For the second meeting in a row, outgoing School Committeeman Lester MacLaughlin put an item on the agenda to re-convene the Superintendent Search Committee in order to consider internal, local candidates.
On Monday night, the item didn’t get a second, and so it wasn’t moved to a vote – that coming after the matter was narrowly defeated last month in a vote of 4-3.
It has been one piece of an ongoing side story to the Superintendent Search – which will culminate on Thursday evening, Dec. 19.
“This time, it was a more unified situation when Lester put that forward,” said Chair Tom Abruzzese, who had been accused by MacLaughlin of “staining” the process at a recent meeting. “What it signals is that the School Committee wants to move on. I only see that as a good sign because in the end, whomever gets the position, you want them to feel like they’re wanted, and you want there to be a unanimous vote for the new person.”
That rally for the internal candidates, which has included Mayor Carlo DeMaria and several other elected officials, has been frustrating for the Everett Education Coalition (EEC) – a group that formed in early 2018 to give more of a voice to parents, teachers and those not familiar with the educational system.
Member Jessica Gold Boots, a teacher in Malden who lives in Everett, said it the call for internal candidates by MacLaughlin and others is insulting to all the time spent by the Search Committee.
“I think members of the EEC, including myself, are very concerned that people on the Search Committee had given hours and hours and hours of volunteer time, energy and effort – and were diligently appointed to represent all walks of life,” she said. “There were parents, teachers, a representative from La Communidad, the police chief. When you’re saying they didn’t do it right, not only are you disrespecting them, but also you’re disrespecting the process and reason why the School Committee voted to bring in the search firm (Massachusetts Association of School Committees).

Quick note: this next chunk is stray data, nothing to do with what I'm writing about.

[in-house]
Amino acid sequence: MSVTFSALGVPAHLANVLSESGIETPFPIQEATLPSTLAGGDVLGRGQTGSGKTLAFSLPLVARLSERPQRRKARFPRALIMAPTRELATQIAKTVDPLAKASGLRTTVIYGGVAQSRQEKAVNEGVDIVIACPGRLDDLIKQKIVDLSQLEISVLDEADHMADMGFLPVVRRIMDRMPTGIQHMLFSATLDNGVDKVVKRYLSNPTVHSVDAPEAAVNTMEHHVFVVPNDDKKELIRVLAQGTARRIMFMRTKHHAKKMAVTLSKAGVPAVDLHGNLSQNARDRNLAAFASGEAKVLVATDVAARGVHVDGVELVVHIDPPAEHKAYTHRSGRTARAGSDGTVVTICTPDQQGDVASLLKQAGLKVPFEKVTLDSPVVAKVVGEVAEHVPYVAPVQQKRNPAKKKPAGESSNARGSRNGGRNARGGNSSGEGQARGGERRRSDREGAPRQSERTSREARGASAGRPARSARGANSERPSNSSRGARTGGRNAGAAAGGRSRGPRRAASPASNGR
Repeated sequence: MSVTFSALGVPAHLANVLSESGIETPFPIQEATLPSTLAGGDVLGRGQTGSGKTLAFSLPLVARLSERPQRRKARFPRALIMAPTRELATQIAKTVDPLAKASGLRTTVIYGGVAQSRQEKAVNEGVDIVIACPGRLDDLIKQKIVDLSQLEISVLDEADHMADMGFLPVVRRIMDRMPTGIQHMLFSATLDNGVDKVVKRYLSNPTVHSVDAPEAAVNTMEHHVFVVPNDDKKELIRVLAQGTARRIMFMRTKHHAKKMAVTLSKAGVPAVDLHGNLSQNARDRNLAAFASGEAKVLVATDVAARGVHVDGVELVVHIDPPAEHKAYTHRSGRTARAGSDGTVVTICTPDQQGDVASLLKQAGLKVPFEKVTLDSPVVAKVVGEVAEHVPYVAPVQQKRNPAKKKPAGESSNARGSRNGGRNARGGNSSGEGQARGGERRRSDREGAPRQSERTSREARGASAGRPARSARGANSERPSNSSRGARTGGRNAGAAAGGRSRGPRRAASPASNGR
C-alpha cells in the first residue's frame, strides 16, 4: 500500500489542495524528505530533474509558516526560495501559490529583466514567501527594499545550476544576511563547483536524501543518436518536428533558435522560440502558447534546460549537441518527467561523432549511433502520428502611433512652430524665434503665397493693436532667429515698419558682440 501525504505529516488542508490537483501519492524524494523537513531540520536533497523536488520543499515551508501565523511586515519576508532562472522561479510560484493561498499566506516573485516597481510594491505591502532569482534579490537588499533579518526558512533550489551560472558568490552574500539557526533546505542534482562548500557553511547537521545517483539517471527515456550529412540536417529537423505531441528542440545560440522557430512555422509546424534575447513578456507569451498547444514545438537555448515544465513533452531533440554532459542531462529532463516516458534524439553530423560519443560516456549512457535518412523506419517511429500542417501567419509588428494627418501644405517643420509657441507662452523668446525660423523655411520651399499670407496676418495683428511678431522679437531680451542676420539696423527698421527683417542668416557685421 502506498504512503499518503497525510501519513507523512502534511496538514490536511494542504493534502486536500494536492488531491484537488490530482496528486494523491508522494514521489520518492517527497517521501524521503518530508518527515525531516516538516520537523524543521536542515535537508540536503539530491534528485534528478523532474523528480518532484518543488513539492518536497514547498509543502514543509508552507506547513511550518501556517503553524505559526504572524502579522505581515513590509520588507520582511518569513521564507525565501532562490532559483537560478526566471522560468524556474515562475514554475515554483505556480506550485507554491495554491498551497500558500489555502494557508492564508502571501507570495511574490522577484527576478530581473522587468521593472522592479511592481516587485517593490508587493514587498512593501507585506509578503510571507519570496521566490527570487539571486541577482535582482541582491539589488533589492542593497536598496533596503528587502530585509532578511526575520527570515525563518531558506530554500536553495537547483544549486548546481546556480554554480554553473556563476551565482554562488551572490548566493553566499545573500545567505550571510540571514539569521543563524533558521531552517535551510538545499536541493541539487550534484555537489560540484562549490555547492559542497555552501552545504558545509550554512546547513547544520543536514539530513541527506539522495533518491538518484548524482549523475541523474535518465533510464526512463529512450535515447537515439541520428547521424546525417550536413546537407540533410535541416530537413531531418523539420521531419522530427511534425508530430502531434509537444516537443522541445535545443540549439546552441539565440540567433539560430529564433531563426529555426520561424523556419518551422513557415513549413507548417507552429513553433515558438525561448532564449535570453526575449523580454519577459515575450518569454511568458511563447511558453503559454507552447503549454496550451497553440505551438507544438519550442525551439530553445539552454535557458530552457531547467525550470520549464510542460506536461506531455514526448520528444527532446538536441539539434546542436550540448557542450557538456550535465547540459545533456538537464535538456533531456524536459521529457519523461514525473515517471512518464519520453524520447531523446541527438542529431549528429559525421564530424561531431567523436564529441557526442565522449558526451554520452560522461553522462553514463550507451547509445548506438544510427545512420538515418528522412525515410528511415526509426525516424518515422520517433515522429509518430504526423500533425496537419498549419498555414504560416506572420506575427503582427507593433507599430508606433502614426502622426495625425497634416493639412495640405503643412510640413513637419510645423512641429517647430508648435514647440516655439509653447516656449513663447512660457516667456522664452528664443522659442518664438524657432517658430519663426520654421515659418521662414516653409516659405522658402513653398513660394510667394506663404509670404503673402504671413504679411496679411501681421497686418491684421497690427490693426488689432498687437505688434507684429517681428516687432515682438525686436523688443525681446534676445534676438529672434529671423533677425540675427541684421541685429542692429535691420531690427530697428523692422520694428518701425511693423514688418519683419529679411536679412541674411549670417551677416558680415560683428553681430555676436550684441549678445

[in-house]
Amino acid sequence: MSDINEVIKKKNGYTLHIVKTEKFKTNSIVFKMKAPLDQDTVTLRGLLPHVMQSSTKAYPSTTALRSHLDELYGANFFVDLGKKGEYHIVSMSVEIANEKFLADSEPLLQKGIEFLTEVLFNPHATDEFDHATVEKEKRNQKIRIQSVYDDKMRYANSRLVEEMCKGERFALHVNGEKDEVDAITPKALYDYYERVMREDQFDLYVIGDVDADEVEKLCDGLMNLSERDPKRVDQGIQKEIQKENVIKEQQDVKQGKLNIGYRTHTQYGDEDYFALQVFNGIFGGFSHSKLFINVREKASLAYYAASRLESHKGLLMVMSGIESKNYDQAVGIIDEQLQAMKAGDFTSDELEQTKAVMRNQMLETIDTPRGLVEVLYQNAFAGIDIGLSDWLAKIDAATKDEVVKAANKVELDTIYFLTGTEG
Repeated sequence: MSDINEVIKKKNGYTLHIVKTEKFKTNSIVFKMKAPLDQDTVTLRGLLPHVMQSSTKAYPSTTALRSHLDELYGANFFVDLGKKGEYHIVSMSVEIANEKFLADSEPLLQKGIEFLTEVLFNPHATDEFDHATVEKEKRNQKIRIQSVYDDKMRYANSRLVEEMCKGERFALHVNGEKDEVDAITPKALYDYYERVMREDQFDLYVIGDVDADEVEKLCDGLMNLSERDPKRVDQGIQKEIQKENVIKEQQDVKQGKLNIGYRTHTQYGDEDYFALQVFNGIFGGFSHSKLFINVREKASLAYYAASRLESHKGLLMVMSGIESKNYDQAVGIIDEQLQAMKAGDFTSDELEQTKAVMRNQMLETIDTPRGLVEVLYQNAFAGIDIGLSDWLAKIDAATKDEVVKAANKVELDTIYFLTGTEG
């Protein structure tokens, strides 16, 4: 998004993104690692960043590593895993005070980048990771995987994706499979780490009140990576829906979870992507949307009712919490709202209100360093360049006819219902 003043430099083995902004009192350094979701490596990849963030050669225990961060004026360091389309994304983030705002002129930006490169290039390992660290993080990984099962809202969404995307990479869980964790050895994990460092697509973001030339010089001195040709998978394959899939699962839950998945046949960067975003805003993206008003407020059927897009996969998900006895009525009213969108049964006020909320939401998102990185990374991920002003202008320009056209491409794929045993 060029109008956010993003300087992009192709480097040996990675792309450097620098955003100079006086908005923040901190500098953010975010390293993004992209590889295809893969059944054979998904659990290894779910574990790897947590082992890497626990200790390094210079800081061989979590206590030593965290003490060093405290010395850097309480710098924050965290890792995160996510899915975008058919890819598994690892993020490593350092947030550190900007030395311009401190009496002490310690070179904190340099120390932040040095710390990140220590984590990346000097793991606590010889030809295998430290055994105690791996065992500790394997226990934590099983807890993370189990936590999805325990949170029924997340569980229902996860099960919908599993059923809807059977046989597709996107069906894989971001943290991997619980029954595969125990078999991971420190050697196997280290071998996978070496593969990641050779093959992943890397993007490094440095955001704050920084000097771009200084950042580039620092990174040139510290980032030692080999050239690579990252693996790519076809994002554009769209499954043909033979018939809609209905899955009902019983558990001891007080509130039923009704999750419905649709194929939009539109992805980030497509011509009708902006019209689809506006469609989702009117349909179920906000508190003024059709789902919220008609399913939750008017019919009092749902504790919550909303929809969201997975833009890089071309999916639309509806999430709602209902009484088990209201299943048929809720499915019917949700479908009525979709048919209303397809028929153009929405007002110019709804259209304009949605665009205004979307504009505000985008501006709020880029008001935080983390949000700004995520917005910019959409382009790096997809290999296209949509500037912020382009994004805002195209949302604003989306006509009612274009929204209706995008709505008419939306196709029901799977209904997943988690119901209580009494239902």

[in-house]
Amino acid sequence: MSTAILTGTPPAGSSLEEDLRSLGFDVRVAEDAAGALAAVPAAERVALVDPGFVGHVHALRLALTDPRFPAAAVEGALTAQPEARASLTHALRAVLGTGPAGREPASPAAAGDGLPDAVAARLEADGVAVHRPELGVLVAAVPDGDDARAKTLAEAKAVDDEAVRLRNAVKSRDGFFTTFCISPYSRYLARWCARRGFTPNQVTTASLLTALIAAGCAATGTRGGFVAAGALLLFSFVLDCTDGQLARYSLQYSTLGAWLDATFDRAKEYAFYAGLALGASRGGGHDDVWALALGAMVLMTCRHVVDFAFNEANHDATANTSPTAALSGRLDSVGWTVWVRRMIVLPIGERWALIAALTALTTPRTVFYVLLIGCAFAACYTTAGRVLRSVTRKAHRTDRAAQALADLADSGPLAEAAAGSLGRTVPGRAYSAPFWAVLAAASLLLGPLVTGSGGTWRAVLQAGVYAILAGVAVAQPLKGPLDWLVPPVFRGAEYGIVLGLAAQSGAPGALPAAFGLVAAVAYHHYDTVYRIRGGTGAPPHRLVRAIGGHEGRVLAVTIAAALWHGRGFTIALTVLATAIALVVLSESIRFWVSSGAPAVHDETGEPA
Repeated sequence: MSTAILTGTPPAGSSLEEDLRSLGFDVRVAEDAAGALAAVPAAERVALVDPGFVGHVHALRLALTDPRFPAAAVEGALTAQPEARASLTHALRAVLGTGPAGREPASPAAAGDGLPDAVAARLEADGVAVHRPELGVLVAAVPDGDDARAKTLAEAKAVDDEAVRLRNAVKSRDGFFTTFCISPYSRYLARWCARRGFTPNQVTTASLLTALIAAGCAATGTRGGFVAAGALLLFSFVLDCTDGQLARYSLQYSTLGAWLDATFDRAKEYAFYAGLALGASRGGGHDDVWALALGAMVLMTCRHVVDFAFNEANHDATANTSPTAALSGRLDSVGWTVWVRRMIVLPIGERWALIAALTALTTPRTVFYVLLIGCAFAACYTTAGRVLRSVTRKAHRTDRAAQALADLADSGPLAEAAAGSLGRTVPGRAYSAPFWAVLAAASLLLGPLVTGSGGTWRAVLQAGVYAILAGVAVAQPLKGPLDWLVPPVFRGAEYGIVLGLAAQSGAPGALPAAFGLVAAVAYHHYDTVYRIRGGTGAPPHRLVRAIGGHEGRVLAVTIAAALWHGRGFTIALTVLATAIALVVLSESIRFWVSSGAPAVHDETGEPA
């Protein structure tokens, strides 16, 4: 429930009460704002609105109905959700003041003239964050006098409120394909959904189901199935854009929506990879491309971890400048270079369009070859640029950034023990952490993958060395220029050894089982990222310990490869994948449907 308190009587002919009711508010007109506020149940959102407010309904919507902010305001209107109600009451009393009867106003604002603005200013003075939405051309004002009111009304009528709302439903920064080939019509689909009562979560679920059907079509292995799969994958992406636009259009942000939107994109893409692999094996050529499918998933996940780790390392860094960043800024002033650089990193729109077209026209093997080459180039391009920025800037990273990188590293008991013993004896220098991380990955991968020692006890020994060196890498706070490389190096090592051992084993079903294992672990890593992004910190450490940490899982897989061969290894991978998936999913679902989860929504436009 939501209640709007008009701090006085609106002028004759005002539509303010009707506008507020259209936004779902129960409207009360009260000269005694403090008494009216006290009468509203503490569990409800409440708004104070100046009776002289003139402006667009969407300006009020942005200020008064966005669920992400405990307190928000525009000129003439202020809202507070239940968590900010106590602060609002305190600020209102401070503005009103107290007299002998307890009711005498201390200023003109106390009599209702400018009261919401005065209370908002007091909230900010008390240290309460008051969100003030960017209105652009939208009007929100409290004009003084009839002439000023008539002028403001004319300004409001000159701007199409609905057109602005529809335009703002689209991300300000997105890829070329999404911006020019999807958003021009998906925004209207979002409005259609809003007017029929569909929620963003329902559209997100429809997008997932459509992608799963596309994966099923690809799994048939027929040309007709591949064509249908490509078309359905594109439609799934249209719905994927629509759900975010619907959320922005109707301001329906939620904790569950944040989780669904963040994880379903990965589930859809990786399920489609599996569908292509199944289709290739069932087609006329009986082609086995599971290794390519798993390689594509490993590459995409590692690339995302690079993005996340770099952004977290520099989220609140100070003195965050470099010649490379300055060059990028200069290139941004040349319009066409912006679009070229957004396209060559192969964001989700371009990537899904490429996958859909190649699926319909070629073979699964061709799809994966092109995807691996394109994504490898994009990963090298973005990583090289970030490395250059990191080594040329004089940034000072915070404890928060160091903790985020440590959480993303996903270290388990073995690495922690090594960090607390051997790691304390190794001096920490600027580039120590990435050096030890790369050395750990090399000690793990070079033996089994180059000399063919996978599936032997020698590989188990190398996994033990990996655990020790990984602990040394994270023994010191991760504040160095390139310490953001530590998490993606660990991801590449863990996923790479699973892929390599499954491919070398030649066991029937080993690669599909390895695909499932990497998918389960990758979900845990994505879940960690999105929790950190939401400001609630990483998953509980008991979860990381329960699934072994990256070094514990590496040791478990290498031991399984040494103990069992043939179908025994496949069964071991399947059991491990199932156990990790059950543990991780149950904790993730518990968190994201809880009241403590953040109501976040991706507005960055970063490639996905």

“You can’t create a Search Committee and then say it’s not good because it’s not the people I wanted,” she continued. “I would say the same thing even if every single candidate named was an internal candidate. I would say these are 15 people from 15 different walks of life on the Search Committee…and they went through the resumes and did the interviews and know something I don’t.”
Member Josh Steinberg said he is happy with the process, and believes it has been a win for Everett despite there being no internal candidates.
“I think the search has been great for the City,” he said. “All of it has been done in public. It’s great to be able to see more openness at the School Committee this year. This whole process has been accessible to the public and it’s been televised…
“I think this has all been done in good faith and in looking to move forward,” he continued. “I wouldn’t want to see that work go away.”
Boots said the EEC and its membership supports the work that has been done by the Search Committee and the School Committee on the traditional search.
“Their voice vote for a superintendent is the way it’s supposed to work,” she said. “There were finalists and public interviews…That is all above board. We want people to feel more involved in the process from start to finish. Anytime you have an opaque government process, it’s not good for the residents…People keep inserting themselves into this process that weren’t involved. I have never seen people who were not involved in the process get involved and tell a Search Committee they did it all wrong because, if it were right, it would be people from Everett…We really feel like Tom (Abruzzese) really tried to make the process as unimpeachable as possible and did a good job with it.”
Said Steinberg, “I’m really proud of the work everybody has been doing, including the Search Committee, the School Committee, the Coalition and everyone coming together so Everett can move forward. I think we’ve accomplished a lot in the year.”